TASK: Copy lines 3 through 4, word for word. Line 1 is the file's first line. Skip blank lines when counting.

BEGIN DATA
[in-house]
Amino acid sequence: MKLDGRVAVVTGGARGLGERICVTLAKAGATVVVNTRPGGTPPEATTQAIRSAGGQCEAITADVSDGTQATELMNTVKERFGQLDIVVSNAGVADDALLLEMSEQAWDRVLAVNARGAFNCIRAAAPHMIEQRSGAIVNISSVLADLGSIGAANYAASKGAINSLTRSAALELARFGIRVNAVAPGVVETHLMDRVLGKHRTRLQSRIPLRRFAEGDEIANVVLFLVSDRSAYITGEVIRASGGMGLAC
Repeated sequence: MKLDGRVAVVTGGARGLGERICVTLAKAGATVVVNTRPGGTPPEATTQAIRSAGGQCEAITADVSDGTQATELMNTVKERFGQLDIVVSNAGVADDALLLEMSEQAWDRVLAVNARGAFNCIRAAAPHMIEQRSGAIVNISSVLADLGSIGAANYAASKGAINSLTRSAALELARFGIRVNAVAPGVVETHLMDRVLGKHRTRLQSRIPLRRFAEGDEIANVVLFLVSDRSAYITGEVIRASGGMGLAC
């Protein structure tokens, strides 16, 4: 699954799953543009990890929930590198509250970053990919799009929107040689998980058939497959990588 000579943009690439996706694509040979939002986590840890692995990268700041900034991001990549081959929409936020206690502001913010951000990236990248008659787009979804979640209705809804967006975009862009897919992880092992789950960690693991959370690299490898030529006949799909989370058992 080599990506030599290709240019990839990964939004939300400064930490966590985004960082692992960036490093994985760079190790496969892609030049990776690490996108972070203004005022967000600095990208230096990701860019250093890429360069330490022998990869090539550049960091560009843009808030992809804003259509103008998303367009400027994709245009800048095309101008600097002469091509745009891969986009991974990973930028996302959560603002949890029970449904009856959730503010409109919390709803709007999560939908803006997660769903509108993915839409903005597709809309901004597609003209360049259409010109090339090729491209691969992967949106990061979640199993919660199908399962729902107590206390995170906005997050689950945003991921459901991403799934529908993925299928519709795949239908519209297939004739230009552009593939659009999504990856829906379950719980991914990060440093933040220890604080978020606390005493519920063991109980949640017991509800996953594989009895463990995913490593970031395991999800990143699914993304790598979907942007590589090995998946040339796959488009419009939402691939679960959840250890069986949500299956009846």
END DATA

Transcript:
Repeated sequence: MKLDGRVAVVTGGARGLGERICVTLAKAGATVVVNTRPGGTPPEATTQAIRSAGGQCEAITADVSDGTQATELMNTVKERFGQLDIVVSNAGVADDALLLEMSEQAWDRVLAVNARGAFNCIRAAAPHMIEQRSGAIVNISSVLADLGSIGAANYAASKGAINSLTRSAALELARFGIRVNAVAPGVVETHLMDRVLGKHRTRLQSRIPLRRFAEGDEIANVVLFLVSDRSAYITGEVIRASGGMGLAC
């Protein structure tokens, strides 16, 4: 699954799953543009990890929930590198509250970053990919799009929107040689998980058939497959990588 000579943009690439996706694509040979939002986590840890692995990268700041900034991001990549081959929409936020206690502001913010951000990236990248008659787009979804979640209705809804967006975009862009897919992880092992789950960690693991959370690299490898030529006949799909989370058992 080599990506030599290709240019990839990964939004939300400064930490966590985004960082692992960036490093994985760079190790496969892609030049990776690490996108972070203004005022967000600095990208230096990701860019250093890429360069330490022998990869090539550049960091560009843009808030992809804003259509103008998303367009400027994709245009800048095309101008600097002469091509745009891969986009991974990973930028996302959560603002949890029970449904009856959730503010409109919390709803709007999560939908803006997660769903509108993915839409903005597709809309901004597609003209360049259409010109090339090729491209691969992967949106990061979640199993919660199908399962729902107590206390995170906005997050689950945003991921459901991403799934529908993925299928519709795949239908519209297939004739230009552009593939659009999504990856829906379950719980991914990060440093933040220890604080978020606390005493519920063991109980949640017991509800996953594989009895463990995913490593970031395991999800990143699914993304790598979907942007590589090995998946040339796959488009419009939402691939679960959840250890069986949500299956009846």